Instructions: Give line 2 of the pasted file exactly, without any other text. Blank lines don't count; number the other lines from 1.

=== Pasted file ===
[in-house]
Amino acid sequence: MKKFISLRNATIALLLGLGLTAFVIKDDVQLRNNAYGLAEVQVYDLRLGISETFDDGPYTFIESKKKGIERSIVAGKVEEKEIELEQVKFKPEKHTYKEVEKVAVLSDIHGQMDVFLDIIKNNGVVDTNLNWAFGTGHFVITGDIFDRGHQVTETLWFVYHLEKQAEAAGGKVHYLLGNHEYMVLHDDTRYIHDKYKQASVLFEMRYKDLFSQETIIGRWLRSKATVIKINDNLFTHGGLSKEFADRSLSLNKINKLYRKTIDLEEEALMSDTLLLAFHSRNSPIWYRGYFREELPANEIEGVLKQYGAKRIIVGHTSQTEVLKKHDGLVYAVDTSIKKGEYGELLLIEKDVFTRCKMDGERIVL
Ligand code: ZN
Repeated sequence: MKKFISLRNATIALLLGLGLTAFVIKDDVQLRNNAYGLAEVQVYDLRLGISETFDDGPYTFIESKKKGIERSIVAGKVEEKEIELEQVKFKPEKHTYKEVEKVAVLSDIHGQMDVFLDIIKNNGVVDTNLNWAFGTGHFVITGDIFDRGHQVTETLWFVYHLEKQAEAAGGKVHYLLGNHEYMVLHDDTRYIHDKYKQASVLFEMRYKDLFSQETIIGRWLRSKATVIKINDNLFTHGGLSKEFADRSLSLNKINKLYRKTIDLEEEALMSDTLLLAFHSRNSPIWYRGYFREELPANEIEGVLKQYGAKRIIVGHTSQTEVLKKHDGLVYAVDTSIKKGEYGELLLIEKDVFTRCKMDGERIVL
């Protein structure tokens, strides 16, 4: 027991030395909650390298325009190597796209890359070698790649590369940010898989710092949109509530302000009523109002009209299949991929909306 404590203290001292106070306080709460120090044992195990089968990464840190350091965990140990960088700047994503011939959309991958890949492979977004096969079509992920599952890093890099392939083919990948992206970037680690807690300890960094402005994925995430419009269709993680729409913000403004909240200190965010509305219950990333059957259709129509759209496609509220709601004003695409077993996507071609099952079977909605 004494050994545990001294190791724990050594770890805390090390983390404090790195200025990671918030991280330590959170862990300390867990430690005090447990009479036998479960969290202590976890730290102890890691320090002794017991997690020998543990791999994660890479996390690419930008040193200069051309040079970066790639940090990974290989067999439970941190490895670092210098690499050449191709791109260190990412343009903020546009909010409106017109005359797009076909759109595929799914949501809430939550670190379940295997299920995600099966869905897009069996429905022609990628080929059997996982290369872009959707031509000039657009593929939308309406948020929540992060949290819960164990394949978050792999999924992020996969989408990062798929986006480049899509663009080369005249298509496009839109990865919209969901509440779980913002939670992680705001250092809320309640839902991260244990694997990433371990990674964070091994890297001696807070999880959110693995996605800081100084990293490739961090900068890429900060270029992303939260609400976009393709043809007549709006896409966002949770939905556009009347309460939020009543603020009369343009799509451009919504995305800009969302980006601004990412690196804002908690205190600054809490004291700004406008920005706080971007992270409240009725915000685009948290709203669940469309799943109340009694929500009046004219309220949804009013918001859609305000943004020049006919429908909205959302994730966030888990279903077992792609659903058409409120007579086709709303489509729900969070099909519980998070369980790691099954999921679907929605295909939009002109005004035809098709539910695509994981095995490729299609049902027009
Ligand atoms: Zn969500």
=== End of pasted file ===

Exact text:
Amino acid sequence: MKKFISLRNATIALLLGLGLTAFVIKDDVQLRNNAYGLAEVQVYDLRLGISETFDDGPYTFIESKKKGIERSIVAGKVEEKEIELEQVKFKPEKHTYKEVEKVAVLSDIHGQMDVFLDIIKNNGVVDTNLNWAFGTGHFVITGDIFDRGHQVTETLWFVYHLEKQAEAAGGKVHYLLGNHEYMVLHDDTRYIHDKYKQASVLFEMRYKDLFSQETIIGRWLRSKATVIKINDNLFTHGGLSKEFADRSLSLNKINKLYRKTIDLEEEALMSDTLLLAFHSRNSPIWYRGYFREELPANEIEGVLKQYGAKRIIVGHTSQTEVLKKHDGLVYAVDTSIKKGEYGELLLIEKDVFTRCKMDGERIVL